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Joint FAO/WHO Expert Meeting in collaboration with OIE on Foodborne Antimicrobial Resistance: Role of the Environment, Crops and Biocides Rome, Italy, 11 – 15 June 2018

There is clear scientific evidence that foods of plant origin may serve as a vehicle of foodborne exposure to antimicrobial-resistant bacteria. Fruits, vegetables and other foods of plant origin can become contaminated with antimicrobial-resistant bacteria and antimicrobial resistance genes (ARGs) anywhere along the food chain, from primary production to consumption. Conventionally and organically grown vegetables to be consumed raw may be vehicles of dissemination of antimicrobial-resistant bacteria and their resistance genes to humans. Concerted efforts should be made to mitigate their contamination at all stages of the food chain, from production to consumption. Important sources of microbial contamination in the pre-harvest environment include soil, organic fertilisers and irrigation water. Hence, good agricultural hygienic practices should be employed during pre-harvest stages of food production. Use of antimicrobials in humans and animals selects for antimicrobial-resistant bacteria in faeces. Up to 80% of the antimicrobial administered (as well as copper and zinc from the diet) is excreted in the faeces and urine in an active form. Thus, manure or other organic material that contain human or animal wastes used as soil amendments have the potential to disseminate both residues of antimicrobial agents and antimicrobial-resistant bacteria to the environment. Vegetables harvested from manured ground can carry an additional burden of ARGs of enteric or environmental bacterial origin.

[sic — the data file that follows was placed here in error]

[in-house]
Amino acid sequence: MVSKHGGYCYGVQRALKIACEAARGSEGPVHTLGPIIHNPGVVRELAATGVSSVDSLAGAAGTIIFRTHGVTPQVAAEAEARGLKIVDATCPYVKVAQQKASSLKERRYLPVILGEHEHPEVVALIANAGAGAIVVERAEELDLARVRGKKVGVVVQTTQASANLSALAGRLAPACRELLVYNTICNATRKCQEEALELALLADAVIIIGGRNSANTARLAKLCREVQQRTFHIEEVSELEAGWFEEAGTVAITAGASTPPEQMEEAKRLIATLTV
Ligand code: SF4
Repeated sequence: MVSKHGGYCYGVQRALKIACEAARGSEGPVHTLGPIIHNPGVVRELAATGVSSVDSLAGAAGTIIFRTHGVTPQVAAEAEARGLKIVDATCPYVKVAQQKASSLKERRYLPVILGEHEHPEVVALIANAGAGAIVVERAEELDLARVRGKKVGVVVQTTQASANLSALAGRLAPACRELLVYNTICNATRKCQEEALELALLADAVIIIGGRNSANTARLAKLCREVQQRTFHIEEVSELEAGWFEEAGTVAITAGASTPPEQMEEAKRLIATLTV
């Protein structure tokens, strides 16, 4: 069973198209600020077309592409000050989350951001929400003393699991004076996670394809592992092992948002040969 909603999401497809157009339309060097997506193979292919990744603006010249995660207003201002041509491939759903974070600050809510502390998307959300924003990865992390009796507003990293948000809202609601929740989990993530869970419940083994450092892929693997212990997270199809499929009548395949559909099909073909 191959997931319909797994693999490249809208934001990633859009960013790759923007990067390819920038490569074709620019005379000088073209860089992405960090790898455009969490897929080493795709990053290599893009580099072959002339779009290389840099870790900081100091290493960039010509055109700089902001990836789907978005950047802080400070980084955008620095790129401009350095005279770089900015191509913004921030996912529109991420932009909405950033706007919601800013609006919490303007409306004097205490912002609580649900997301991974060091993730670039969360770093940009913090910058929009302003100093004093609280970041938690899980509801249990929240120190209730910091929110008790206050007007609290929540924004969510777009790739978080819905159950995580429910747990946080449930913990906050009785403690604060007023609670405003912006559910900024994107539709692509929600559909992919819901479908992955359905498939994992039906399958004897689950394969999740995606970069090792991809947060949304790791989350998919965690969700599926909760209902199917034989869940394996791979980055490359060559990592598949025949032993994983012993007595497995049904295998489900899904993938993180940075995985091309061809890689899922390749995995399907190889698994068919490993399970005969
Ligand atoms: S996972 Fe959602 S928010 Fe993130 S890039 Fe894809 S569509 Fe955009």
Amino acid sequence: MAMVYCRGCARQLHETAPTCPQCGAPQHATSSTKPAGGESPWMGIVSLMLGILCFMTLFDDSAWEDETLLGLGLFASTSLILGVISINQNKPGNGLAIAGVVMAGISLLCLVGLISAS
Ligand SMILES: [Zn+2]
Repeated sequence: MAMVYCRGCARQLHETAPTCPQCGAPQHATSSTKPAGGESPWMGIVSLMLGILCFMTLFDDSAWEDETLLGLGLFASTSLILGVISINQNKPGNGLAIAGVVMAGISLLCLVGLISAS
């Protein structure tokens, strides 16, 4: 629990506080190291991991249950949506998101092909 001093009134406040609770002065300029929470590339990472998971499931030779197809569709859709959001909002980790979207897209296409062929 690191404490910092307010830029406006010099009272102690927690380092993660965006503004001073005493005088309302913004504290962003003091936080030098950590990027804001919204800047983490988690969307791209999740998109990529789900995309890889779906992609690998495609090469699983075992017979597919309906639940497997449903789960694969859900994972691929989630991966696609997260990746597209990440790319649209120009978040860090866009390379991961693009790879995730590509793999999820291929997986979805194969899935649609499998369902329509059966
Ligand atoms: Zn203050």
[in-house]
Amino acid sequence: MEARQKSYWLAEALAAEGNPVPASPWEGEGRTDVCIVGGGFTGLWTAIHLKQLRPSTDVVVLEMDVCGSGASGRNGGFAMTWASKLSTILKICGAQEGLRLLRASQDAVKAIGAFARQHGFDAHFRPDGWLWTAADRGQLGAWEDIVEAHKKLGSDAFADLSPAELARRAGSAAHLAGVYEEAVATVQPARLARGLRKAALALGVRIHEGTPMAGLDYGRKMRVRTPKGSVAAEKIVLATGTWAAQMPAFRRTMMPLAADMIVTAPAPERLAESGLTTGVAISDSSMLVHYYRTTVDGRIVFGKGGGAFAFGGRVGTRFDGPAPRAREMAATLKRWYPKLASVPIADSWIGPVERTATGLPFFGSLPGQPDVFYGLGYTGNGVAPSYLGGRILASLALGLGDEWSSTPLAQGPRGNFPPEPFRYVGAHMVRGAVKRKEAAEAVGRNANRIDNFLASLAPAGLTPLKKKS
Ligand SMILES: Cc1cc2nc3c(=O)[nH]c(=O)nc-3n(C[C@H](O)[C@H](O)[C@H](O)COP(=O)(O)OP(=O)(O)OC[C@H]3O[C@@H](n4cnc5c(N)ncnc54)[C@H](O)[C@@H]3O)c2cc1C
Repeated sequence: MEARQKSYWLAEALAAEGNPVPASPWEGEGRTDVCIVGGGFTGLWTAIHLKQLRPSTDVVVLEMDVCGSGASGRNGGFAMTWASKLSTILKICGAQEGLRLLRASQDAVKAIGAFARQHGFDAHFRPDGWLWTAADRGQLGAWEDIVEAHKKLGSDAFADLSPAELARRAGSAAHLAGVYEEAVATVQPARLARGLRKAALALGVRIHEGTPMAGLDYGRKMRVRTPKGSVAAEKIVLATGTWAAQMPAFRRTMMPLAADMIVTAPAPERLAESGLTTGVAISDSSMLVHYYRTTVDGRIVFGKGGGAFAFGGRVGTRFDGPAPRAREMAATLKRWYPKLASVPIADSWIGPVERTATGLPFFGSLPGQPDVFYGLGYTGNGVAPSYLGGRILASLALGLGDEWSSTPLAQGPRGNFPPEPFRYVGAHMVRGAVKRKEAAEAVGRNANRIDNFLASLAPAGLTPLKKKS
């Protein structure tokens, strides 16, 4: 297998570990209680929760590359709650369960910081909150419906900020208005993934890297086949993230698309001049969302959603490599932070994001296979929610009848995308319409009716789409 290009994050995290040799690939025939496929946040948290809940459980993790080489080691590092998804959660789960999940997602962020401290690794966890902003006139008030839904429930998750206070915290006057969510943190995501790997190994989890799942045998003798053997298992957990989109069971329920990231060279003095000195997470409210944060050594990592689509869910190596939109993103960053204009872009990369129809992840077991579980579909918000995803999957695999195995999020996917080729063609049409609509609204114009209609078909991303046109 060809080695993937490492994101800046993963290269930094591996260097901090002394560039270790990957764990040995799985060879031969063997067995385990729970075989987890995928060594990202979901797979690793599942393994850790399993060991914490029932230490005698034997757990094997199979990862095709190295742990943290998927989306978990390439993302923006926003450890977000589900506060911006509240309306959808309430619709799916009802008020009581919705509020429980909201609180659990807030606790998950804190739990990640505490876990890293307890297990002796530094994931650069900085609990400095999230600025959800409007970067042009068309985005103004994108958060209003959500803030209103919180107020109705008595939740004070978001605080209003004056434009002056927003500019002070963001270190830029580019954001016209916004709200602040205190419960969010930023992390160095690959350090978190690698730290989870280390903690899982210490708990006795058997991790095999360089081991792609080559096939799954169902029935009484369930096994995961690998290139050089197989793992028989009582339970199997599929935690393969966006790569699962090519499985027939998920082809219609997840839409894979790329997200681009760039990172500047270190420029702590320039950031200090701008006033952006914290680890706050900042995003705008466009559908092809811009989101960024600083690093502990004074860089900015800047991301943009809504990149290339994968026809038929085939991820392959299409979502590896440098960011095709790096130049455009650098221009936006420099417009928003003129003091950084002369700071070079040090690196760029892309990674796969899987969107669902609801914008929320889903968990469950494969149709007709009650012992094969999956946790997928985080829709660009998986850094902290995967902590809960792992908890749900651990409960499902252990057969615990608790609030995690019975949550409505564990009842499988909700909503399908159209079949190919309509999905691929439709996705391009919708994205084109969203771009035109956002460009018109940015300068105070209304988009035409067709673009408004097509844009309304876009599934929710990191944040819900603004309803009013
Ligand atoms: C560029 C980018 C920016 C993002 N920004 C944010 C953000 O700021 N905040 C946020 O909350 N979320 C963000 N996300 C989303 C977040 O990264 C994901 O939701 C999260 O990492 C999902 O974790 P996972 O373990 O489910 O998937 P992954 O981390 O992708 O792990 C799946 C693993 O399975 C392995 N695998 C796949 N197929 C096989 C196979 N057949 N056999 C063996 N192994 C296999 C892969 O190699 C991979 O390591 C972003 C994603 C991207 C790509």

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Joint FAO/WHO Expert Meeting in collaboration with OIE on Foodborne Antimicrobial Resistance: Role of the Environment, Crops and Biocides Rome, Italy, 11 – 15 June 2018 


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